• For drivers not required to have a CDL, a note relating to verification of medical examiner listing on the National Registry of Certified Medical Examiners required by §391.23(m)(1).

Managing DQ Files Properly

While it’s essential to fully understand the DOT rule regarding DQ files, we want to point out that the official standard should be regarded as the bare minimum of DQ file management. The following best practices expand upon some of the most important elements of the DOT standard.

A. Motor Vehicle Record (MVR) Management

The second item in the list of DQ file requirements states that the DQ file must contain a copy of the MVR for each state. We recommend a more thorough approach wherein carriers pull MVRs multiple times per year, which lessens the chance they could be caught off-guard by any real-time CDL changes.

If it makes sense for your company, consider an MVR monitoring service (Embark Safety’s recent article, “What Are the Best MVR Companies?”, offers an excellent overview of some options) so that you are kept apprised of a driver’s CDL changes immediately. You want to be doing all you can to ensure that your drivers and your equipment are always working for you, not sidelined due to violations or missed re-certification requirements.

B. Road Tests

Item number three in the standard indicates carriers must retain, in all DQ files, a certificate of the driver’s road test or proof of the paperwork accepted as equivalent to a road test. We recommend minimizing risk at the outset by always road-testing your drivers yourself. The nature of specialized equipment is so complex and variable that it’s in your best interest to be absolutely sure your drivers can operate business-specific equipment and vehicles.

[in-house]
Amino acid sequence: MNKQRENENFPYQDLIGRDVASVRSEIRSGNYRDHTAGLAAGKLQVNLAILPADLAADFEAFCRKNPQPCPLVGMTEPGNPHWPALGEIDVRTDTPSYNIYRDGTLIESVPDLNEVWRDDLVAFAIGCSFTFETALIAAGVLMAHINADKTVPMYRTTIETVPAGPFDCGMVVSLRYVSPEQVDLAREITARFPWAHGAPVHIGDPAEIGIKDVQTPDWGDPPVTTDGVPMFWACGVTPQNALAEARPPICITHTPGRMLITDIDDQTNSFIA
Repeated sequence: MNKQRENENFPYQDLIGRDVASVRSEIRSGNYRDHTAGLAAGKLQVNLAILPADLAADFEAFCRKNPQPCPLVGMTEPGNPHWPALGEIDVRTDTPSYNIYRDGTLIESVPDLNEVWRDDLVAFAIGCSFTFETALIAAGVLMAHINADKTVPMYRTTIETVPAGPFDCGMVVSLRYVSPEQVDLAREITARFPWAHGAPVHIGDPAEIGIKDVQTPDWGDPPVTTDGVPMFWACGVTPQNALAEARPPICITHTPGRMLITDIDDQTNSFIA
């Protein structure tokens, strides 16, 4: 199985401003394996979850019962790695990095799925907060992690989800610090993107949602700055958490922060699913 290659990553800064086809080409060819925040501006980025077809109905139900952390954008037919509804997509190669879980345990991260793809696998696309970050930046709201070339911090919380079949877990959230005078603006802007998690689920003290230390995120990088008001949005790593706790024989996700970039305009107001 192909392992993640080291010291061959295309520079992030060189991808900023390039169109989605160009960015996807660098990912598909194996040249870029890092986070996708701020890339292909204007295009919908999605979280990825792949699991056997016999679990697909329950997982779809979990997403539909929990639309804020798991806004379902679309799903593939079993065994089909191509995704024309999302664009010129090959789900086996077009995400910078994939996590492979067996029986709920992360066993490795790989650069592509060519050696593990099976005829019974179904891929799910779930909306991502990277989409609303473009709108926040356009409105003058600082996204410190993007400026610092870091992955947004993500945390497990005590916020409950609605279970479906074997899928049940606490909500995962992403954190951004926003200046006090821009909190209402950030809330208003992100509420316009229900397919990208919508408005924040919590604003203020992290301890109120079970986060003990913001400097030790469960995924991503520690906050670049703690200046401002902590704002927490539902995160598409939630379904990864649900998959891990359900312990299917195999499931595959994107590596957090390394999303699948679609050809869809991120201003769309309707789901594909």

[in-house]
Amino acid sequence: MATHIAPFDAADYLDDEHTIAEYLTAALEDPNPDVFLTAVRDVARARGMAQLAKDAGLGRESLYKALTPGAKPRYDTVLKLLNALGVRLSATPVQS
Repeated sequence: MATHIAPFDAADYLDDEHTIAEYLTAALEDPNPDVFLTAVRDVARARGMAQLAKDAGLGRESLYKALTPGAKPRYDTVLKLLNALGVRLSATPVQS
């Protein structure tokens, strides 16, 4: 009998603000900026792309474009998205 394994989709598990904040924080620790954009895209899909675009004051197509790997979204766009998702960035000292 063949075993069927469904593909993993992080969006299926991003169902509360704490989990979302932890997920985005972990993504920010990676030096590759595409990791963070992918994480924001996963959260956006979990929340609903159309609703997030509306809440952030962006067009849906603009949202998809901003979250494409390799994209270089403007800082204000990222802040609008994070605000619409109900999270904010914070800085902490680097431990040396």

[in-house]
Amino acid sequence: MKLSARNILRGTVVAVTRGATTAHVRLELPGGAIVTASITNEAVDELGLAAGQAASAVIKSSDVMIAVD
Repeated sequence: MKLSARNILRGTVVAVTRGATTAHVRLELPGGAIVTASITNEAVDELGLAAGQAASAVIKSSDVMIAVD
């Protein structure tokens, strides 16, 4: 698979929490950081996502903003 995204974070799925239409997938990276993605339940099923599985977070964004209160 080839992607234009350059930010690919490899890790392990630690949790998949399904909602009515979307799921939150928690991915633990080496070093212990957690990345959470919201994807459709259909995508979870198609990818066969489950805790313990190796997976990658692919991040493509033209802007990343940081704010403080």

C. Paperless File Management

While going paperless is a great way to streamline operations and reduce your company’s carbon footprint, remember that you still need to be able to readily print any elements of the DQ file should a DOT inspector request them.

D. Define How You’ll Manage Driver Renewals

We know that when business is flowing and you’ve got multiple projects to deliver, the last thing on your mind is whether your drivers’ CDLs are up-to-date and valid. Unfortunately, it falls to fleet managers to ensure there’s no chance a driver is on the road illegally while driving a company vehicle. Many carriers choose to automate, through third-party providers, the management of their drivers’ various certifications and licenses. It’s a great way to make sure that your bases are covered while you focus on running your business. If you do go this route, remember that the carrier is ultimately responsible for maintaining drivers in good standing.